Mayor Michael Bloomberg breaks ground on Willets Point redevelopment 

Mayor Bloomberg broke ground Thursday on a controversial redevelopment that he vowed will transform gritty Willets Point into “a major engine for economic growth.” Bloomberg unearthed dirt with a slew of elected officials just steps from the mix of auto body shops and junkyards that abuts Citi Field. Read More: Daily News

Enter The Courier’s Giveaway of the Day Contest

The holidays are in full swing and in keeping with the spirit of the season of giving The Queens Courier is handing out free prizes daily. Today, four tickets to the North Shore Towers Cinema will be raffled off.  All you need to enter is an email address and your zip code. Click here to enter the contest. Check back daily as new prizes will be offered each day.  Yesterday, Robert Vasquez took home two tickets to the St. John’s Red Storm. Via Queens Courier

21 charged in scheme to defraud NY car dealerships

Members of a New York City auto crime ring busted this week bribed people into applying for expensive automobile loans for Cadillacs, Porsches and other luxury cars, then defaulted on millions of dollars and sold the cars on the black market. One of the 50 cars wrongly procured, a Porsche, was used to dump the body of one of two victims shot in 2009 inside the Long Island condo belonging to pro football player Jonathan Vilma, authorities said. Read More: Wall Street Journal

Disgraced former New York Controller Alan Hevesi will keep rotting in prison as parole board turns him down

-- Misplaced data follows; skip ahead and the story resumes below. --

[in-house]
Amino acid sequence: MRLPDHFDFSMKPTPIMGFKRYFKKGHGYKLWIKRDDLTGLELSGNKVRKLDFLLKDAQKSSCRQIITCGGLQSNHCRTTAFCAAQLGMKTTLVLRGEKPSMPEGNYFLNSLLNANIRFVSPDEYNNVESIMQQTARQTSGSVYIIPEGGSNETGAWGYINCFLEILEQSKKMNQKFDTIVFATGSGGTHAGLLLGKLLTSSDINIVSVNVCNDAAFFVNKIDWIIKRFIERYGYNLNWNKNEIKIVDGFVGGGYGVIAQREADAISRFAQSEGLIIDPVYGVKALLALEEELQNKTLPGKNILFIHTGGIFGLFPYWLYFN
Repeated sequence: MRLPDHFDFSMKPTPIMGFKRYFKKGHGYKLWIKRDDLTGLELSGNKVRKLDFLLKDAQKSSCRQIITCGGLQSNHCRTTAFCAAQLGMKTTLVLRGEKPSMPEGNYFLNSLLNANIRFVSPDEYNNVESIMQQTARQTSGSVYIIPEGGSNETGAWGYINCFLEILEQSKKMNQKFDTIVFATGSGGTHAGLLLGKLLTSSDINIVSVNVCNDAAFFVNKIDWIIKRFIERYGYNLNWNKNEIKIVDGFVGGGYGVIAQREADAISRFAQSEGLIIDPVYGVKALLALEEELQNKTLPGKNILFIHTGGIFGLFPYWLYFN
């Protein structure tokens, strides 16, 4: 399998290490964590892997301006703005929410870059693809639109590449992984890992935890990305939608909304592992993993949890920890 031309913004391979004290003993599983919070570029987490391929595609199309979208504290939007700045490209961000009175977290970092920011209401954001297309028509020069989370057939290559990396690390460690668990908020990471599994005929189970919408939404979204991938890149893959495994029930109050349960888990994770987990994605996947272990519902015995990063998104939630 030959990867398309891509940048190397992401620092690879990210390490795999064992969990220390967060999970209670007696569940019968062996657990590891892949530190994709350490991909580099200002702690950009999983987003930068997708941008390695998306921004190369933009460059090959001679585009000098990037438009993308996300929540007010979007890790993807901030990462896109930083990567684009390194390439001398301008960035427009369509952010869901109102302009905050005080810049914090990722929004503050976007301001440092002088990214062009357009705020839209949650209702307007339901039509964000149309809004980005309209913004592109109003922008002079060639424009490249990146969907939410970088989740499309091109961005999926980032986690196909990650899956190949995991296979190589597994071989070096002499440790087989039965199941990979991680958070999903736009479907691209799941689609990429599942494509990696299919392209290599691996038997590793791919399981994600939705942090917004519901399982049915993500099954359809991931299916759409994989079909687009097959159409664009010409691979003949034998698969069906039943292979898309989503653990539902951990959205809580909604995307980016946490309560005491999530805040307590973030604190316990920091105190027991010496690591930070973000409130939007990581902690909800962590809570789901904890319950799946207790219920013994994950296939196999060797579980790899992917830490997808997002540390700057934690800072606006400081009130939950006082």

Disgraced former state Controller Alan Hevesi was denied his first attempt at parole Thursday and will spend at least another year behind bars, the Daily News has learned. The once powerful Queens Democrat is serving a one-to-four year sentence at medium-security Mid-Hudson Correctional Facility in Oneida County for his role in a massive pay-to-play pension fund scandal during his tenure as state controller. Read More: Daily News

Alexander’s Secures $275M Refinancing of Rego Park II in Queens

 

Alexander’s, Inc. has completed a $275 million refinancing of its 610,000 square foot Rego Park II shopping center located in Queens. The seven-year loan bears interest at LIBOR plus 1.85 percent and amortizes based on a 30-year schedule. The proceeds of the new loan were used to repay the existing loan on the property. Alexander’s, Inc. is a real estate investment trust that has seven properties in the greater New York City metropolitan area. Read More: CityBizList

 

 

 

 

 

 

Hundreds rush Queens Center mall for Black Friday shopping


| mchan@queenscourier.com

THE COURIER/Photos by Melissa Chan.

There’s no time to nap for Fahad Azad.

The Black Friday shopper told The Courier he had been awake since 5 a.m., but still plans on spending the entire day hunting down good deals.

“We want to buy things,” he said. “This is the only day that we can get a big sale and where people can buy a lot of stuff. The electronic sales are way too good.

“These long lines are tiring, but it’s worth it,” he said, adding that he has already saved close to $100.

Like Azad, hundreds of eager, ambitious shoppers busted down the doors of Queens Center mall on Friday, November 25 at midnight with one thing in mind — sales, sales, sales.

“If you’re doing your entire Christmas shopping, and you’re spending close to a thousand dollars for the family, it’s definitely worth it to come out,” said Steven Steinerman.

He happily waited on an entire store-length long line to purchase a basketball on sale for $10, while his wife, Esther, took advantage of the “33 percent off any team item deal” at Modell’s.

“The long lines are a little bit inconvenient, but we’ll live through it,” Esther said. “The weather is nice, and I didn’t have to wake up at 5 in the morning to get a good deal.”